Digital transformation and the growth of cloud infrastructure and services have led to exponential growth in the use of data centers. The global green data center market is expected to reach $142.8 billion by 2026 at a near 20 percent CAGR (KBV Research). For those data centers, getting it right means being able to offer robust and highly secure storage while optimizing energy efficiency to ensure low environmental impact. This is particularly critical in light of the Climate Neutral Data Centre Pact’s commitment to make data centers climate neutral by 2030. With sustainability so high on the agenda, working smarter to minimize the impact of operations and reduce carbon footprint is a key priority.

Yet for many data centers, becoming sufficiently sustainable demands a considerable rethink about how to improve operations in order to become greener. Concerns turn to the vast amount of energy used and heat generated and how to address the impact on the environment quickly. Understandably, there is mounting pressure on data centers that are not already operating in accordance with sustainable initiatives to become much more focused on meeting their green targets.

For the data center manager, the challenge is to improve sustainability while continuing to offer the best service.

Sustainable frameworks and trusted supply chains

Embracing more ethical ways of operating and demonstrating a greater awareness of the impact that positive actions can have for the environment will attract businesses with a similar commitment to sustainability. But this necessitates adherence to specific guidelines to evidence such a commitment. Working to international frameworks and standards such as the UN Global Compact can play a role in helping companies achieve the UN’s sustainability development goals (SDGs) as well as offering proof that a business is demonstrating commitment beyond mere words.

Adherence to internationally recognized frameworks speaks of shared values. With a closer focus than ever on driving cost efficiencies, accessing high-tech skills, improving service delivery, and driving innovation, the need for partnership working is key. As organizations seek closer working alliances, all stakeholders in the supply chain should be aligned around core values to build trust.

Moreover, in an age of digital transformation comes the need to protect systems from cyber attacks. With security being such a primary focus to ensure smooth, secure, and continuous operation, it is imperative that partnerships are forged with suppliers that not only understand the key concerns relating to sustainability, but can also demonstrate the highest levels of physical and cybersecurity knowledge and compliance. This might include accreditations such as ISO 27001 and Cyber Essentials Plus.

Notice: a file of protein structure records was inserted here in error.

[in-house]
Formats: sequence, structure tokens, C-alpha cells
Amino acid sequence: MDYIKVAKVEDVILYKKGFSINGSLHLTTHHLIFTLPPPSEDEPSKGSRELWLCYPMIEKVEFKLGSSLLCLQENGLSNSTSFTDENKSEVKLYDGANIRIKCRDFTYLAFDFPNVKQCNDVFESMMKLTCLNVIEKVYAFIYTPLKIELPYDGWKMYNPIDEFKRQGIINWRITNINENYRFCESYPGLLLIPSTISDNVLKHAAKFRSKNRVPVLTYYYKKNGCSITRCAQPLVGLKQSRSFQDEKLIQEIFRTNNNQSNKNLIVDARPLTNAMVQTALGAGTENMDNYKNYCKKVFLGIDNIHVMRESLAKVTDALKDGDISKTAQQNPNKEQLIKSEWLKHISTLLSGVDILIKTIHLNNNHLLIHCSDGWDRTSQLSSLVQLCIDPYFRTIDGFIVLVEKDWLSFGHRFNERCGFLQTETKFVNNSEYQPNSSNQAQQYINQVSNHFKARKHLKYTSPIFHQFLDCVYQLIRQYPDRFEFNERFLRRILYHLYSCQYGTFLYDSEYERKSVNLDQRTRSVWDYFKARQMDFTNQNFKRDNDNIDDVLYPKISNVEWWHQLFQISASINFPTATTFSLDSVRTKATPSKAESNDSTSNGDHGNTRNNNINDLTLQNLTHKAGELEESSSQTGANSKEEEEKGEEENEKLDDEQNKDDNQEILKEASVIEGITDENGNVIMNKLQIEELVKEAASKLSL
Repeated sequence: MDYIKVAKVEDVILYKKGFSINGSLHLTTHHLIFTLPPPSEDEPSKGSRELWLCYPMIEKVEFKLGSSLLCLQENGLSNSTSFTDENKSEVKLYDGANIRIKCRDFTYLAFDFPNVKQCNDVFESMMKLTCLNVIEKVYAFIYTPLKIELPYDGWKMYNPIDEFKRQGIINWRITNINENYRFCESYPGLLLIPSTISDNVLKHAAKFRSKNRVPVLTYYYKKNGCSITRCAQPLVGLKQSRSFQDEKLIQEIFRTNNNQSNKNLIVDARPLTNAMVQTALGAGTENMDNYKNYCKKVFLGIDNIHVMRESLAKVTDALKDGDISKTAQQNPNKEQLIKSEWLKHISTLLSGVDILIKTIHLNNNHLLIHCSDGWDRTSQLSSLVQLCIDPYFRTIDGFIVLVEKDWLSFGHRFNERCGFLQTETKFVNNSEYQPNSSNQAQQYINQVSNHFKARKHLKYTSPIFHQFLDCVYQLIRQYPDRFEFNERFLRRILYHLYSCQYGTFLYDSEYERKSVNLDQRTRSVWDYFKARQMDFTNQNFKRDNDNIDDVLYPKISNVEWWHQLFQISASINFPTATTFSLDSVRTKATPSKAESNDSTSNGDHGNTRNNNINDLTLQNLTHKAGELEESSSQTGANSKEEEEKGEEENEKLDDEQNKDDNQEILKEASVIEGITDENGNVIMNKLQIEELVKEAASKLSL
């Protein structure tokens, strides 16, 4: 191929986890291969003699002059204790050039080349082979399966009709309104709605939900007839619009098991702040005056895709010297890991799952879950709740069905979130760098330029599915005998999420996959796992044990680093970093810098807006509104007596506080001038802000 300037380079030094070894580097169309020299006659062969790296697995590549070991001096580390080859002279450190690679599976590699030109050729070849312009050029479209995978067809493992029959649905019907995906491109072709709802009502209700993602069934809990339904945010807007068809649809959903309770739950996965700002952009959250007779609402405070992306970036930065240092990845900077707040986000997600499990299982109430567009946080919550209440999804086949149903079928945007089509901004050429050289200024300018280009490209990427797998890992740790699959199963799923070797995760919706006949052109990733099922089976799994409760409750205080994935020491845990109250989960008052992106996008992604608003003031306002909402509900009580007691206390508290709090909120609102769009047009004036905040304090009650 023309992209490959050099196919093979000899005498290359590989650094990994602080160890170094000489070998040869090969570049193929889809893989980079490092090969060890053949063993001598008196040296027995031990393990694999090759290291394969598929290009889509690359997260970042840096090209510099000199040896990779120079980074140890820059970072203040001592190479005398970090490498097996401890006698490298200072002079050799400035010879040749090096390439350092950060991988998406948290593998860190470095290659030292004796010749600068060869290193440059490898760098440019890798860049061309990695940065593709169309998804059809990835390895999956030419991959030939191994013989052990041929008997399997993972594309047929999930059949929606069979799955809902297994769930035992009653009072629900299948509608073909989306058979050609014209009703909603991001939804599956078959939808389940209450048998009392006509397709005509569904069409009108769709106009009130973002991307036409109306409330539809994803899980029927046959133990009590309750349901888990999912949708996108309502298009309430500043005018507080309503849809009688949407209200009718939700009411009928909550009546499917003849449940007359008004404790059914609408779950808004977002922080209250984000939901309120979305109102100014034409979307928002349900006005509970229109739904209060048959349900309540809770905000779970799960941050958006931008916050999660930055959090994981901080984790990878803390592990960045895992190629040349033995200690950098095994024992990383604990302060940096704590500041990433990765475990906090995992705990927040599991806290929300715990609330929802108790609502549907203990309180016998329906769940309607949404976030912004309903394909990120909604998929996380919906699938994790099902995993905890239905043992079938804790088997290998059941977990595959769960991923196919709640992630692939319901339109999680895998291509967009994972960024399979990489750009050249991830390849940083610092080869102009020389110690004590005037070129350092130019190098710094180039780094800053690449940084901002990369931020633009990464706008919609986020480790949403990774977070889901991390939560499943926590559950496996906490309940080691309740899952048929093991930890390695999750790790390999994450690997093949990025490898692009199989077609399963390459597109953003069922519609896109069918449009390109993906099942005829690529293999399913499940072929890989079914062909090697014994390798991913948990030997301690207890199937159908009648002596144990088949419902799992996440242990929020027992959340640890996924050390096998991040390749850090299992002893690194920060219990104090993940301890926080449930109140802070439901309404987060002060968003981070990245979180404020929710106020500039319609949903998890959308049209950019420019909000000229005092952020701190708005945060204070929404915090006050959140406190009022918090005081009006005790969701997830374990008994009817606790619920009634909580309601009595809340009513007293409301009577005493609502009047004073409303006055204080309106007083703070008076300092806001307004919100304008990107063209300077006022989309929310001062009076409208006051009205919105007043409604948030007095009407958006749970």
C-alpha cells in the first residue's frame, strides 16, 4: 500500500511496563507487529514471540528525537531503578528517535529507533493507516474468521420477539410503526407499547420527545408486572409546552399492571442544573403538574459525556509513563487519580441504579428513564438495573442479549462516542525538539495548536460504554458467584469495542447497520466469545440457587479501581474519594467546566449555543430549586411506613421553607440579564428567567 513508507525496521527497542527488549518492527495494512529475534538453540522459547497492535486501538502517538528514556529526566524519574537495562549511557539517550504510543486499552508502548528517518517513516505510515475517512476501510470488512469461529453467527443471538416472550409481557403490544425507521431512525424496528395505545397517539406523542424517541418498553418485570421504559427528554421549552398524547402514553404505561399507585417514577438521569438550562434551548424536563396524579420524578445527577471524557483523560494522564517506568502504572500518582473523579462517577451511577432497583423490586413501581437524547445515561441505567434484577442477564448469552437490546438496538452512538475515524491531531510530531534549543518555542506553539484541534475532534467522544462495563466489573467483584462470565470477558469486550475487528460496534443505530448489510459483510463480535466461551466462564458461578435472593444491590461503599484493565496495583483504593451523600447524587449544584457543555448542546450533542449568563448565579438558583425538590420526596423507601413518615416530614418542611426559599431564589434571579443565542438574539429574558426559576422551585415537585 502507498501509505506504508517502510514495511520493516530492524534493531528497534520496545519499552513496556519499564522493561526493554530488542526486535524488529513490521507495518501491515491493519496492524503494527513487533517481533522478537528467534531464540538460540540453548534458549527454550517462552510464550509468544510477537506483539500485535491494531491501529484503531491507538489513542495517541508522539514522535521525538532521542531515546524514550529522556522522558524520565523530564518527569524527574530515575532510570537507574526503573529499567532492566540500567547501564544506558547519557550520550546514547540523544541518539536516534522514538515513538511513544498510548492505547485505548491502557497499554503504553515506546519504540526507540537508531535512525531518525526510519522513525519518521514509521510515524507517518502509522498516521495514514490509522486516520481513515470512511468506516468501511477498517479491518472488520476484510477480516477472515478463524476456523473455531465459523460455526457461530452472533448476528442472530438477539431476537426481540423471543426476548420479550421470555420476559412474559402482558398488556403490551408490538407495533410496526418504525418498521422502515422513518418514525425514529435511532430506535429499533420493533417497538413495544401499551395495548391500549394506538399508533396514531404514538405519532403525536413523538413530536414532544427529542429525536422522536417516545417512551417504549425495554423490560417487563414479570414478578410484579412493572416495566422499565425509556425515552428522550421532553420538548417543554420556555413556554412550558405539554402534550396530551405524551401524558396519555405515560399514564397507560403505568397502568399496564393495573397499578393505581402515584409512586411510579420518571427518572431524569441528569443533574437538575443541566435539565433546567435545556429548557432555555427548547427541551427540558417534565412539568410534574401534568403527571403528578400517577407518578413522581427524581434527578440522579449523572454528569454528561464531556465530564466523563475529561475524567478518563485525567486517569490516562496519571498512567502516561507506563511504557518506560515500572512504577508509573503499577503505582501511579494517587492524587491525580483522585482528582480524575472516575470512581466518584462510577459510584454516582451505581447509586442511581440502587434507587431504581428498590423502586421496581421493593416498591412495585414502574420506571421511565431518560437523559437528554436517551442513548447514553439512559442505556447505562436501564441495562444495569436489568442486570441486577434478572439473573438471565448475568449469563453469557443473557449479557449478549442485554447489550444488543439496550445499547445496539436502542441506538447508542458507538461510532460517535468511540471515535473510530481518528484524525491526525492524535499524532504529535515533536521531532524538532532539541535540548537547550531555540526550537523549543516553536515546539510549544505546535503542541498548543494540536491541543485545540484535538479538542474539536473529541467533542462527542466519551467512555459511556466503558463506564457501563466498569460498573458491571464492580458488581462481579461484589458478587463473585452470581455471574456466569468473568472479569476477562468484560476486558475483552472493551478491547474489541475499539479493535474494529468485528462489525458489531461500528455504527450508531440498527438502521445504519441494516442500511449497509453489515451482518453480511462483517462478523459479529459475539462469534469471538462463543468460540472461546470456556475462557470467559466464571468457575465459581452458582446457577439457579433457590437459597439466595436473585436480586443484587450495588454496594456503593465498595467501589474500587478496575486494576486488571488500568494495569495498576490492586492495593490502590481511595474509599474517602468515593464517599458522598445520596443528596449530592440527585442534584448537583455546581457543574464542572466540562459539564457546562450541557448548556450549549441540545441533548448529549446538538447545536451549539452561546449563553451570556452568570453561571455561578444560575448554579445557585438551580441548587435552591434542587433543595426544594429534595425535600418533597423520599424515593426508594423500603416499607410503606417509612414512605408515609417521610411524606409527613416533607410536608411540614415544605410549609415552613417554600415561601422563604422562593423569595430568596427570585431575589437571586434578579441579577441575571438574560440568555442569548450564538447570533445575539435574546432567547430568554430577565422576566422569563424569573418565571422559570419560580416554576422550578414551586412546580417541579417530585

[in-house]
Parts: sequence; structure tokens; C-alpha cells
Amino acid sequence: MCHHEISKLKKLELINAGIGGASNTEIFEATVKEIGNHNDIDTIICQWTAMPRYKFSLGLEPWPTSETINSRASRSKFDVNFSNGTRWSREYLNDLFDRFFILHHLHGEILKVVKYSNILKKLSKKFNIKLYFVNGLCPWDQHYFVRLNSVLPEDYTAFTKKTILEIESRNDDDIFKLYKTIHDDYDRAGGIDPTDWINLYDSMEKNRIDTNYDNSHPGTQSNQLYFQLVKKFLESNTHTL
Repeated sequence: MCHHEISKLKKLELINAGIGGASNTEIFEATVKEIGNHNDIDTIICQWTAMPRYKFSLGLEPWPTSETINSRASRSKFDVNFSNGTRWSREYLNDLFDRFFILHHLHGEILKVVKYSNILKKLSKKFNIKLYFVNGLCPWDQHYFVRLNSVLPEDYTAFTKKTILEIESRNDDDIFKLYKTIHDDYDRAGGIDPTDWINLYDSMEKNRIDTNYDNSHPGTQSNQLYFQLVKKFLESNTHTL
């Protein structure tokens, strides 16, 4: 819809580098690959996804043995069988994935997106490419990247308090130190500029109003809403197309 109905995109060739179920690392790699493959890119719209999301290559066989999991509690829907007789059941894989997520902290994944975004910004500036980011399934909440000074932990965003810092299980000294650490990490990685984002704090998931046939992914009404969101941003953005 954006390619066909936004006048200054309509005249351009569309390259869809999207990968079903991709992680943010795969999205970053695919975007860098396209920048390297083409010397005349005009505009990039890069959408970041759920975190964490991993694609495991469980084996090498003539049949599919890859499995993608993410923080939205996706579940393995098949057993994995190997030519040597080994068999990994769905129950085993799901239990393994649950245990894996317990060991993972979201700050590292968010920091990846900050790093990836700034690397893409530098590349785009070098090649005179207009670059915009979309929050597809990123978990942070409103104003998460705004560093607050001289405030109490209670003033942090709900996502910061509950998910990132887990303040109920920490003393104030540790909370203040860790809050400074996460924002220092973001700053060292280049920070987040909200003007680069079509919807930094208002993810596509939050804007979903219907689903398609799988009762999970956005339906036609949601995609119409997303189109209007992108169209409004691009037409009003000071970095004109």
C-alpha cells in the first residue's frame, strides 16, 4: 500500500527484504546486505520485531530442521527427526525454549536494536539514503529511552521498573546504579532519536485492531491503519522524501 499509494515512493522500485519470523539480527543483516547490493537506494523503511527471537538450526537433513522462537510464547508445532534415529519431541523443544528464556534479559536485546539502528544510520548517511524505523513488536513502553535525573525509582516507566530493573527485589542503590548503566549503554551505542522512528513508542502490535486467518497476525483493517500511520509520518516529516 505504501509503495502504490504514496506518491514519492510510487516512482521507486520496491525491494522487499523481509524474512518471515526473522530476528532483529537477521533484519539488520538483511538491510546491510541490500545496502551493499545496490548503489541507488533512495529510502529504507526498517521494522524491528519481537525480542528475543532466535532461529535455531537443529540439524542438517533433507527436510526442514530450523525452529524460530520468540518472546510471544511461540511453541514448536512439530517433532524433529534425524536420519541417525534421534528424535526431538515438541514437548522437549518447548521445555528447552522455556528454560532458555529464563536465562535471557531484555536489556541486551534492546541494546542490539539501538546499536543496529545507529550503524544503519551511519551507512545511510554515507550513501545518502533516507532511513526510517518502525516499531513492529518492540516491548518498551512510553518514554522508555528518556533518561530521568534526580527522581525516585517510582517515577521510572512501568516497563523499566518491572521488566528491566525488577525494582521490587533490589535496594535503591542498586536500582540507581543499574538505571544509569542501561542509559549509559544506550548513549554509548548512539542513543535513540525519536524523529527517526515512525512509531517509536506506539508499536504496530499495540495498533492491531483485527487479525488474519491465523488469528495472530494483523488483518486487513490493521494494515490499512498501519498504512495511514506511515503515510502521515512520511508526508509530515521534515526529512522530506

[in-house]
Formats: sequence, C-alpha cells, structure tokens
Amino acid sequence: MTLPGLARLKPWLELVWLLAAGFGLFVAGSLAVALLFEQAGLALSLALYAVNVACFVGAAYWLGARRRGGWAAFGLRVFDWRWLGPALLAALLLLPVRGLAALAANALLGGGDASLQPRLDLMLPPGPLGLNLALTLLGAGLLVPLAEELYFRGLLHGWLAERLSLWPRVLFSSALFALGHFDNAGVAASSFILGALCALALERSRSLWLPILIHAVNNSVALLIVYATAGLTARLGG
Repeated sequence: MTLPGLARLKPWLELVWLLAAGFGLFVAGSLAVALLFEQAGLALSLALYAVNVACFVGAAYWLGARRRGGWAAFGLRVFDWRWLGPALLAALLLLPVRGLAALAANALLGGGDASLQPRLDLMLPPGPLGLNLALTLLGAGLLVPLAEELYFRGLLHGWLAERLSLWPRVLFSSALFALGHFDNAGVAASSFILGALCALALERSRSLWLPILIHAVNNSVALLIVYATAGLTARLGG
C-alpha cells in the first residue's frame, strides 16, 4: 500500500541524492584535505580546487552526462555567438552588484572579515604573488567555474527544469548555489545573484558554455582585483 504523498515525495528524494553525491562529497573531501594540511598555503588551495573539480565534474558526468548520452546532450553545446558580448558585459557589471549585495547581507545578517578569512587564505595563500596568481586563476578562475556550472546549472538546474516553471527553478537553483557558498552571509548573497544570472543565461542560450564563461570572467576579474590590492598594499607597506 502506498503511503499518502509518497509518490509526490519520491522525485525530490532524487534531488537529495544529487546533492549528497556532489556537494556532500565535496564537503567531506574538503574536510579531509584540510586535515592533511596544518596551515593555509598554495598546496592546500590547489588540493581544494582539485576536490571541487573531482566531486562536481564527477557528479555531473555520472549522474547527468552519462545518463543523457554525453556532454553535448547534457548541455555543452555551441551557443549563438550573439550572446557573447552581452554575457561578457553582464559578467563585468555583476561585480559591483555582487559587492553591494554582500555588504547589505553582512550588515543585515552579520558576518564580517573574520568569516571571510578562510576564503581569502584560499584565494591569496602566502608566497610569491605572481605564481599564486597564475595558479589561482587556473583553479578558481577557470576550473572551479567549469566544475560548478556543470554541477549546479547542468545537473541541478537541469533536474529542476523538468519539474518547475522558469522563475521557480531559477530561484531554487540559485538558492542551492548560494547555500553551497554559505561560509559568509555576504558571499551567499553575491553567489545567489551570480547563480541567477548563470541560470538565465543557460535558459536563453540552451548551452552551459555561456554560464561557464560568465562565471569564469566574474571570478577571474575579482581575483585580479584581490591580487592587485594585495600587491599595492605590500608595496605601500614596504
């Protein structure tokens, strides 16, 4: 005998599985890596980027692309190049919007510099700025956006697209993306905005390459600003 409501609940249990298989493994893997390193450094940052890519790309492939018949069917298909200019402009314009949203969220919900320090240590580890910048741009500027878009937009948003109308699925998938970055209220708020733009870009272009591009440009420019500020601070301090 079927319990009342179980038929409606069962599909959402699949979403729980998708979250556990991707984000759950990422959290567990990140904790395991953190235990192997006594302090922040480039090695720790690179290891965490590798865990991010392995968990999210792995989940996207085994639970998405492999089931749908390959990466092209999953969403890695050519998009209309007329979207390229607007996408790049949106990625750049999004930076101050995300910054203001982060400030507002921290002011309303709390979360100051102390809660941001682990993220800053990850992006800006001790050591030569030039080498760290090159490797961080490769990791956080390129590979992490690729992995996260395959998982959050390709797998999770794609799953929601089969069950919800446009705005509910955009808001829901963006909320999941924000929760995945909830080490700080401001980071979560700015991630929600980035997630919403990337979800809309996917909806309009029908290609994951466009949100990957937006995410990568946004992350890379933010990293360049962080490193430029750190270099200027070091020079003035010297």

Greener surveillance cameras

Data centers use a considerable amount of power and generate high levels of heat, causing concern among green-focused data center managers. While there is no simple, quick solution, data center operatives need to be looking forensically at the systems, products, and materials used in order to make small but incremental gains towards reducing carbon footprint and achieving sustainable targets. This might include sourcing vendors for whom manufacturing with low-power consumption in mind is a priority.

For example, the use of edge-based analytics within network surveillance cameras, which facilitates the processing of video data within the device itself, allows on-camera decisions which result in a reduction in the bandwidth and power consumption that would be associated with the constant transfer of data back and forth across a network for processing. In addition, the use of dedicated technology designed to optimize camera performance while utilizing the lowest bandwidth and storage requirements further helps to support a greener business agenda.

The materials used within systems and products should also be a consideration. Data center managers should actively seek to partner with vendors whose cameras are free of BFRs and CFRs, the brominated and chlorinated flame retardants traditionally used in such devices that have been identified as toxic. In addition, the use of PVC-free surveillance solutions helps to halt the distribution of ‘microplastics’ into the environment that can sadly find their way back into the food chain.

Partnering with a trusted vendor who can demonstrate green credentials and sustainable operation helps data centers improve their sustainability posture through the use of innovative solutions that deliver the highest security with the lowest environmental impact. A sustainable approach to the manufacturing of security technology increases automation and delivers greater security while relying on fewer resources. Careful selection of materials and a commitment to the reduction of waste demonstrates that a vendor is serious about environmental responsibility through the whole chain of production. The right partner can support data centers in meeting their green targets while innovating for a smarter, safer and more sustainable world.

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